I tabled the following amendments to be debated in the Financial Services Bill which would;

  • require the Government to publish a report into the standards of conduct and ethics of businesses regulated or authorised by the Financial Conduct Authority, including consideration of the case for the establishment of a public inquiry.
  • require the Treasury to publish a report into the anticipated use of the Debt Respite Scheme, including the effectiveness of the current mechanisms to prevent people having recourse to the Debt Respite Scheme.
  • require a candidate for the position of chief executive of the FCA to receive the consent of the Treasury Committee for their appointment
  • require the Treasury to prepare and publish a report on the effectiveness of the previous chief executive in advance of the appointment of a new chief executive.
  • allow the FCA to impose requirements on investment firms to publish quarterly statements on their portfolio holdings.

As time was limited I was only able to speak on the first 2 amendments which are set out below.

From the speeches of the previous two speakers, we can see that there is a thread running through the bulk of the amendments. It is that no matter how significant the contribution of our financial services to our economy, the widespread concerns about the probity of their operations should not be ignored.

New clause 1 standing in my name and the names of other hon. Friends would require the Government to publish a report; to come clean about the standard, conduct and ethics of businesses in the financial services; and to assess publicly the prevalence of unlawful practices such as tax evasion and money laundering and the prevalence of charging excess fees, tax avoidance and providing inadequate advice to consumers. New clause 1 would require the Government to consider and report on the case for a public inquiry and any plans for further reform of regulation.

The FCA plays a core role in the regulatory structure, and in this Bill it is gaining even greater powers. The appointment of the FCA chief is critically important therefore in determining the effectiveness of our whole regulatory system. For that reason, amendment 3 in my name would ensure that before the appointment of a new chief executive, the Treasury would publish a report on the FCA’s effectiveness under the outgoing chief executive. That would allow lessons to be learned. Amendment 4 would give some teeth to parliamentary scrutiny of the FCA by making the appointment of the chief executive subject to approval by the Treasury Committee.

If Members have any doubts about the need for regulatory reform, I recommend a swift read through the litany of recent reports of scandals, highlighting the FCA’s shortcomings and how it has been asleep at the wheel. London Capital & Finance was a large-scale Ponzi scheme. Connaught Income Fund was ripping off consumers. The notorious Woodford Equity Income Fund was milking investors. RBS has been forcing companies into administration in order to seize their assets.

Many Members have dealt with constituents who have been the victim of these scandals and who have lost their livelihoods, their savings and pensions, their firms, their homes and, in some tragic instances, their lives through stress or suicide. As has been mentioned, the US Financial Crimes Enforcement Network now assesses the UK as a “higher risk jurisdiction”, and that is based upon the number of UK companies appearing in suspicious activity reports. I share the view of other Members who have spoken today. The Government should not be complacent on this matter. It is time to start cleaning up the stables.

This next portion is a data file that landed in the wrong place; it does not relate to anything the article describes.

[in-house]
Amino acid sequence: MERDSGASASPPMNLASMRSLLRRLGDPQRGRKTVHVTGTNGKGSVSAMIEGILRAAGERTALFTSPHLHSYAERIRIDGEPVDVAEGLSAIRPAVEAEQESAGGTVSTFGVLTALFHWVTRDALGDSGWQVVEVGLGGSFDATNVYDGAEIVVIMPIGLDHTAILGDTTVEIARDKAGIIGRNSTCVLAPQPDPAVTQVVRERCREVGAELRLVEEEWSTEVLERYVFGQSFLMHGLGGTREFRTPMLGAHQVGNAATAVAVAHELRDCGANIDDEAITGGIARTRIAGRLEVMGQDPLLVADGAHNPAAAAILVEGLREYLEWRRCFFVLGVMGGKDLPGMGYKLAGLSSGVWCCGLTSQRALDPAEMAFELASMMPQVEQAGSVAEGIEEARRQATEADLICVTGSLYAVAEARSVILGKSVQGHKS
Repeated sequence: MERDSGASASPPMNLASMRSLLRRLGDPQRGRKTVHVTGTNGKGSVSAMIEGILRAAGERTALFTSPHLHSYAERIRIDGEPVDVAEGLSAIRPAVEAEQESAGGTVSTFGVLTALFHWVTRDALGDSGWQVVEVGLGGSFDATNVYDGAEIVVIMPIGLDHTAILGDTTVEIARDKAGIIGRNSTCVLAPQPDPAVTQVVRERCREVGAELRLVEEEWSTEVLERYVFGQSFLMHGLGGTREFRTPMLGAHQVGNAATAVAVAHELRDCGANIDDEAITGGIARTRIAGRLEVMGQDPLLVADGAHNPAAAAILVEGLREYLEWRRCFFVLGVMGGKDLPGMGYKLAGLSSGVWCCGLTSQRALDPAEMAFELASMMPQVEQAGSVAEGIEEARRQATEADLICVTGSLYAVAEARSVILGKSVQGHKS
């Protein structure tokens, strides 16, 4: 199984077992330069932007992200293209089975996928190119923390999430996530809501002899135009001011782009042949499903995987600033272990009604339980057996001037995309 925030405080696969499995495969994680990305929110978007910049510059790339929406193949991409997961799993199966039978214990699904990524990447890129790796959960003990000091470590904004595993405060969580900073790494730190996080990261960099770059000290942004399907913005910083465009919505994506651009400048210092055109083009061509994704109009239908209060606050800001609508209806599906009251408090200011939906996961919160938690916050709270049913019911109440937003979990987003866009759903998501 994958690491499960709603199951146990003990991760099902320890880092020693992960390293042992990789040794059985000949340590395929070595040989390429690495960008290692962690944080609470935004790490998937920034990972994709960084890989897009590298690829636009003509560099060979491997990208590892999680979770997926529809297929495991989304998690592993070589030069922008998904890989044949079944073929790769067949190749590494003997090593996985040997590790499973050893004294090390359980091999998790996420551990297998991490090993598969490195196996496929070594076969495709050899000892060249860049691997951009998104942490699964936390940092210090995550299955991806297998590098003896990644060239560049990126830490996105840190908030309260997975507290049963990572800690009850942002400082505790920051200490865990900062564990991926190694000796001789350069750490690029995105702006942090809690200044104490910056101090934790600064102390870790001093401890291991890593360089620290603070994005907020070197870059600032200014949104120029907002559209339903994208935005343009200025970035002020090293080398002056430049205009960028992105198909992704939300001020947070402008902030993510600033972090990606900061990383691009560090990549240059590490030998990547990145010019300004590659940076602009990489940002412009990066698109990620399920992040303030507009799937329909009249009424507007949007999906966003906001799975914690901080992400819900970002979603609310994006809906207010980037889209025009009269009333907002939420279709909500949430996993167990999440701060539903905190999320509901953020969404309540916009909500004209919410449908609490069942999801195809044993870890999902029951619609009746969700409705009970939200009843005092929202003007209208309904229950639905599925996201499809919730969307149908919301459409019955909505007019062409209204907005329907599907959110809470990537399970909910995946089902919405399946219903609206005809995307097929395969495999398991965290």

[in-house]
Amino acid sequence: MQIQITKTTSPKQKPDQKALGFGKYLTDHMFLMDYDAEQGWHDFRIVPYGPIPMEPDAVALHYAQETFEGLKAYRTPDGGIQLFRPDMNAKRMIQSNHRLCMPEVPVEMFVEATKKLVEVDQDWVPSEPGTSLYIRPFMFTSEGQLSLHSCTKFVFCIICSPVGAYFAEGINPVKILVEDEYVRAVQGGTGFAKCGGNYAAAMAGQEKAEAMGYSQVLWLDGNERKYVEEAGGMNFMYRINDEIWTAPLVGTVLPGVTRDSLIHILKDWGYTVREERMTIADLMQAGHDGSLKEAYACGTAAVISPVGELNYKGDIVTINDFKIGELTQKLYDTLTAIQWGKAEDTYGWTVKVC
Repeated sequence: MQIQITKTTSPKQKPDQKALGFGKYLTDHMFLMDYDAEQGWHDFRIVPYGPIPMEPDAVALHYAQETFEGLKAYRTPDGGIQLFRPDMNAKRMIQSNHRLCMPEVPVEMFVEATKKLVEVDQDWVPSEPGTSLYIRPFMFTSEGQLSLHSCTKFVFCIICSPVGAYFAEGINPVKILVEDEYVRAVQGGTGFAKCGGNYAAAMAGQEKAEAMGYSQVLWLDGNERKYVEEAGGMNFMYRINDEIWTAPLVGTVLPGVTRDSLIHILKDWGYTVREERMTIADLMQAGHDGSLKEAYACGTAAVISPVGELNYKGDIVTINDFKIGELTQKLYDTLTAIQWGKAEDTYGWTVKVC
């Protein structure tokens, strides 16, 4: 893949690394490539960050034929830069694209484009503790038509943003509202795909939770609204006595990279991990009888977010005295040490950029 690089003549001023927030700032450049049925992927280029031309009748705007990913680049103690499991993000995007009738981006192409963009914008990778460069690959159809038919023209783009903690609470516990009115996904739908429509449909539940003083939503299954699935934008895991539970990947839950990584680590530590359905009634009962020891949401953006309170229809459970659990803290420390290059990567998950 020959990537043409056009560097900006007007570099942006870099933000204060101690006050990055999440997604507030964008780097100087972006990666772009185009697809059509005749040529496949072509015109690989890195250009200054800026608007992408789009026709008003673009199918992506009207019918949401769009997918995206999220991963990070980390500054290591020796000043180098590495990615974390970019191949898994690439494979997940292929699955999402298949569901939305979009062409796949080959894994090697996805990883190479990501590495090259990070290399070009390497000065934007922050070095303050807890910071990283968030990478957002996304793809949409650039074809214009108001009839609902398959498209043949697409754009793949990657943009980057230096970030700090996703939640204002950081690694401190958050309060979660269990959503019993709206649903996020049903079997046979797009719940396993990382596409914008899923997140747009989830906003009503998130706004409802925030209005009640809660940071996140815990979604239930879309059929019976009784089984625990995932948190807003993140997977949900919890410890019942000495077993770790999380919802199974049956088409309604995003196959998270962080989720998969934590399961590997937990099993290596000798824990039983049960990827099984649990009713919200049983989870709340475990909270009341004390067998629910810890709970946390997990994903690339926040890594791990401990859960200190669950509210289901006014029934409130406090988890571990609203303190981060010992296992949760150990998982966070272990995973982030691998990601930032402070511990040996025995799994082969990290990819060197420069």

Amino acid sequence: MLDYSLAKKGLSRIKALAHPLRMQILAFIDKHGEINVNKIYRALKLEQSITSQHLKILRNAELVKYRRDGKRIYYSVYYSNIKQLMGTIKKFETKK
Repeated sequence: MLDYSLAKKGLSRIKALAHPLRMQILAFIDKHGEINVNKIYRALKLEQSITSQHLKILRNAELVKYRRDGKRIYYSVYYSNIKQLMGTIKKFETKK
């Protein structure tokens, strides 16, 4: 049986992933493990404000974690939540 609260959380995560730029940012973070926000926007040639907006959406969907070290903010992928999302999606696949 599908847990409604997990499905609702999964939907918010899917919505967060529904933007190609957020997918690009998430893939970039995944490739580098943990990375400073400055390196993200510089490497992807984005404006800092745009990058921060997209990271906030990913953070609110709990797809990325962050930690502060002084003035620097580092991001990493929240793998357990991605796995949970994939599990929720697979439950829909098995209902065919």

I have also tabled new clause 2 on debt. Due to the covid pandemic, the number of households in severe problem debt has doubled to 1.2 million. It is estimated that 800,000 households are behind on their rent. New clause 2 simply asks the Government to bring forward to this House, within six months of this Bill becoming an Act, a report assessing the scale of the debt problem, the effectiveness of current mechanisms and the potential for additional mechanisms and policies.

To be helpful, let me put a few ideas to the Government. Some of these issues with debt have been caused by the Government themselves, so I urge them to scrap the benefit cap, the two-child limit and the bedroom tax, to introduce a real living wage of £10 an hour and to abandon their proposals for a public sector pay freeze.

The Treasury Minister will also be aware that the Bank of England base rate is currently just 0.1%. That is not the rate for many consumers, who are paying 25% interest on credit card debt, or payday lenders, who can charge up to 0.8% a day, nearly 3,000 times the Bank of England base rate. It is time the Government brought forward legislation to curtail these appalling interest rates. When debt was a problem for the banks in the 2008 crisis, the Government intervened to lift the burden of bad debts. It was good enough for the banks, so I suggest that the Government examine the work of Johnna Montgomery, who is calling for a similar long-term refinancing scheme now to lift the debt burden from our hard-hit constituents. They need the Government to act to lift them out of potential poverty and penury now.

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